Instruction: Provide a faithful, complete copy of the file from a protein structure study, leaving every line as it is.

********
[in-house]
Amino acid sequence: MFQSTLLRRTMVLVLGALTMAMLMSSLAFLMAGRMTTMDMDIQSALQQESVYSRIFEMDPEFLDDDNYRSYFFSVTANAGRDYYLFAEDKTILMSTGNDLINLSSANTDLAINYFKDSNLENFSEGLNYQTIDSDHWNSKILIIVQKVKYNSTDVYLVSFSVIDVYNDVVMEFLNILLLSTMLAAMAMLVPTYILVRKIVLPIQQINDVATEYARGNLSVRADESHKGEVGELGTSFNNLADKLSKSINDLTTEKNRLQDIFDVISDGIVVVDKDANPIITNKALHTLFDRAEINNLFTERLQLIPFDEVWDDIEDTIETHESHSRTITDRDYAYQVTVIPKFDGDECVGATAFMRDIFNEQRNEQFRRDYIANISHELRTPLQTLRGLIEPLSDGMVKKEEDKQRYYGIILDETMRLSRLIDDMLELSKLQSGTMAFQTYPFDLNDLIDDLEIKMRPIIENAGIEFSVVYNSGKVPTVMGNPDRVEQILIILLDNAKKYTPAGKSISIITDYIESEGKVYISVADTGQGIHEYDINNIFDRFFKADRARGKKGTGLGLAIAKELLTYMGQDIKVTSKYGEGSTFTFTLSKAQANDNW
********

[in-house]
Amino acid sequence: MFQSTLLRRTMVLVLGALTMAMLMSSLAFLMAGRMTTMDMDIQSALQQESVYSRIFEMDPEFLDDDNYRSYFFSVTANAGRDYYLFAEDKTILMSTGNDLINLSSANTDLAINYFKDSNLENFSEGLNYQTIDSDHWNSKILIIVQKVKYNSTDVYLVSFSVIDVYNDVVMEFLNILLLSTMLAAMAMLVPTYILVRKIVLPIQQINDVATEYARGNLSVRADESHKGEVGELGTSFNNLADKLSKSINDLTTEKNRLQDIFDVISDGIVVVDKDANPIITNKALHTLFDRAEINNLFTERLQLIPFDEVWDDIEDTIETHESHSRTITDRDYAYQVTVIPKFDGDECVGATAFMRDIFNEQRNEQFRRDYIANISHELRTPLQTLRGLIEPLSDGMVKKEEDKQRYYGIILDETMRLSRLIDDMLELSKLQSGTMAFQTYPFDLNDLIDDLEIKMRPIIENAGIEFSVVYNSGKVPTVMGNPDRVEQILIILLDNAKKYTPAGKSISIITDYIESEGKVYISVADTGQGIHEYDINNIFDRFFKADRARGKKGTGLGLAIAKELLTYMGQDIKVTSKYGEGSTFTFTLSKAQANDNW